When the rotation rate of the ring laser gyroscope is within a certain range, the frequency difference between the beams disappears. This phenomenon is called frequency lock-in, or mode locking, and is a major difficulty with the ring laser gyroscope because at low rotation rates the ring laser gyroscope produces a false indication that the device is not rotating. If the rotation rate of a ring laser gyroscope starts at a value above that where lock-in occurs and is then decreased, the frequency difference between the beams disappears at a certain input rotation rate. This input rotation rate is called the lock-in threshold. The range of rotation rates over which lock-in occurs is generally called the deadband of ring laser gyroscope.

Lock-in arises from coupling of light between the beams. The coupling results primarily from backscatter off the mirrors that confine the beams to the closed path. Backscatter causes the beam in each direction to include a small component having the frequency of the beam propagating in the other direction. The lock-in effect in a ring laser gyroscope is similar to the coupling that has been long been observed and understood in conventional electronic oscillators.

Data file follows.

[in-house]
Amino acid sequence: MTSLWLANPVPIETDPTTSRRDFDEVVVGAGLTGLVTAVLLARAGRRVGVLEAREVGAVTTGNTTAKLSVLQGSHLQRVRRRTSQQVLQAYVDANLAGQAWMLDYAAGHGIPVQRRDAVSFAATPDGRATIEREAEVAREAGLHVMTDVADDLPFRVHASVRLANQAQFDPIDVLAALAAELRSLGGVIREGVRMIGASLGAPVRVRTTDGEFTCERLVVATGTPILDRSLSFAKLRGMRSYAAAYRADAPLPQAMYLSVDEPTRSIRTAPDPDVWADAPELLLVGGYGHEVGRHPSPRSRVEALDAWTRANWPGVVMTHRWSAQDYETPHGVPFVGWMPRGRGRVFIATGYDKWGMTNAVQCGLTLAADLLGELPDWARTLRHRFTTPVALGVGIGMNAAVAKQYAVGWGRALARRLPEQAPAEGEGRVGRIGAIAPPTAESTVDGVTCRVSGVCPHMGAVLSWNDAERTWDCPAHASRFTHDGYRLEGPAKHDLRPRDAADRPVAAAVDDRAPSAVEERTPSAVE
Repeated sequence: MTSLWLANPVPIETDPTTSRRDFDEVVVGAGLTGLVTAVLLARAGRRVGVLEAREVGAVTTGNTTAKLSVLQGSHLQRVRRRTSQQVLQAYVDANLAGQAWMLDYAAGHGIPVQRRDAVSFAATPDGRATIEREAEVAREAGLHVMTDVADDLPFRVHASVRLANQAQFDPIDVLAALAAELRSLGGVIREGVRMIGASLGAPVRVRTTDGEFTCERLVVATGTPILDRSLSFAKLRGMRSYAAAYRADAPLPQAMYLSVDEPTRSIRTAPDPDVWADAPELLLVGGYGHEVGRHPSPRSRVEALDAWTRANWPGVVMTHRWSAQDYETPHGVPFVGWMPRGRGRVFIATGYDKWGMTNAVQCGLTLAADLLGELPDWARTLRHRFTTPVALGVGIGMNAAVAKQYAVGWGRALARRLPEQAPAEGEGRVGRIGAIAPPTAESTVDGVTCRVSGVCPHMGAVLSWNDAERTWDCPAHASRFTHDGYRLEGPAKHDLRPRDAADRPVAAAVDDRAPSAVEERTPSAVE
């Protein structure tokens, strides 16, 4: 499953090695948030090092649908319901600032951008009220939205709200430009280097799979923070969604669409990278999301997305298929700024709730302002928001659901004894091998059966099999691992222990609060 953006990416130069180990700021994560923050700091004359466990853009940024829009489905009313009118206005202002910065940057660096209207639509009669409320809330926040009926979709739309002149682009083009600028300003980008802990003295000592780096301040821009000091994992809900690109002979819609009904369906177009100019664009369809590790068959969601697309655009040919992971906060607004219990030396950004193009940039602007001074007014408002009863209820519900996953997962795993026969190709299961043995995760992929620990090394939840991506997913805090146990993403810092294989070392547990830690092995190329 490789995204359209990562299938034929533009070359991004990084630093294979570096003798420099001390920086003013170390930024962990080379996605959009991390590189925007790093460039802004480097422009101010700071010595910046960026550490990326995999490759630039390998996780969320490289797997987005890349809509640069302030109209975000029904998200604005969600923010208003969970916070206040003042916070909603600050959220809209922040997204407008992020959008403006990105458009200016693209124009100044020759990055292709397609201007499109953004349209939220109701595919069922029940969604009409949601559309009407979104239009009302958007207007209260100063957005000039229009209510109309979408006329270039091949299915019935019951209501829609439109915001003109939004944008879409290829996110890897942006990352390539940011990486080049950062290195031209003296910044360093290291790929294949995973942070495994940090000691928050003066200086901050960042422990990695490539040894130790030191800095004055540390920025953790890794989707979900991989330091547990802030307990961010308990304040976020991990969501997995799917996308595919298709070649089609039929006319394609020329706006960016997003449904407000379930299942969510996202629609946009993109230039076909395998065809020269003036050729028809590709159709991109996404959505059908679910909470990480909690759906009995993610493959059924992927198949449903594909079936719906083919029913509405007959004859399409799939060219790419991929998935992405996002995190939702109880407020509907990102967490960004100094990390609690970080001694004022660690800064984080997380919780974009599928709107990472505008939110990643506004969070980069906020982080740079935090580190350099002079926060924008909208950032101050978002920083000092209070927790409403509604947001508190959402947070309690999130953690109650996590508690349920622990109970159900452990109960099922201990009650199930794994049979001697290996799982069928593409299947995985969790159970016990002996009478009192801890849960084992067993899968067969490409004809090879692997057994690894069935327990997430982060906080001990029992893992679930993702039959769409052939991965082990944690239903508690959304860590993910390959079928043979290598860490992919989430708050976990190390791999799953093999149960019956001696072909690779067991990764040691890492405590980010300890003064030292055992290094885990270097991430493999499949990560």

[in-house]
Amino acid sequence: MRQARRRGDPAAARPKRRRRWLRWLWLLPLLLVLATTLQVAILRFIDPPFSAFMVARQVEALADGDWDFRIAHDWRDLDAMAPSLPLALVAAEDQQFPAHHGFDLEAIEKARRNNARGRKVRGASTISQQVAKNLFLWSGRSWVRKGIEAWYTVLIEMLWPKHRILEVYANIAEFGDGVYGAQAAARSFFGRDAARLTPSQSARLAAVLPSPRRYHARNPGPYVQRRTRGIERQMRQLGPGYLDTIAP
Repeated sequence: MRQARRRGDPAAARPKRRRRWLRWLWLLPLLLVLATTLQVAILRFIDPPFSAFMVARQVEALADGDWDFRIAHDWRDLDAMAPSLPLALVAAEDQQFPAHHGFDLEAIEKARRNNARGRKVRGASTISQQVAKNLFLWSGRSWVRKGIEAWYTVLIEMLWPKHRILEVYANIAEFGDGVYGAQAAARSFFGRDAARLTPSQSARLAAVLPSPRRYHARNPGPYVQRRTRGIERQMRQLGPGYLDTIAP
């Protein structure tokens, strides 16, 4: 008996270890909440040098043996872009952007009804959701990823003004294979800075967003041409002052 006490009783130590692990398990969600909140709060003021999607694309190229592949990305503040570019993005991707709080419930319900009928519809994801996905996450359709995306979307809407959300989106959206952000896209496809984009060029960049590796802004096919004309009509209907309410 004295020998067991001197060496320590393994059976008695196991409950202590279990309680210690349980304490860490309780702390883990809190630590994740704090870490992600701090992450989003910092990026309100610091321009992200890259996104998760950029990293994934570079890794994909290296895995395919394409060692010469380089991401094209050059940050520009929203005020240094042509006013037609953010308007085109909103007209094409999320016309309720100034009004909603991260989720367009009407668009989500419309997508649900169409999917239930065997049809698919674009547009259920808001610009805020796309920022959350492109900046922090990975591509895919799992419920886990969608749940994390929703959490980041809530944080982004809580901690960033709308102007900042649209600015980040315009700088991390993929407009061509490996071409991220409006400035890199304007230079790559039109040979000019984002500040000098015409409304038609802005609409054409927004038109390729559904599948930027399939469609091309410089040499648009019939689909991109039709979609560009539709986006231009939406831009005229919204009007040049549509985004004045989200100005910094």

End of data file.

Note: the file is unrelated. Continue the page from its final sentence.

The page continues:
In addition to causing erroneous rotation rate information to be output from a ring laser gyroscope, lock-in causes standing waves to appear on the mirror surfaces. These standing waves may create a grating of high and low absorption regions, which creates localized losses that increase the coupling and the lock-in. The mirrors may be permanently affected by leaving a ring laser gyroscope operating in a lock-in condition.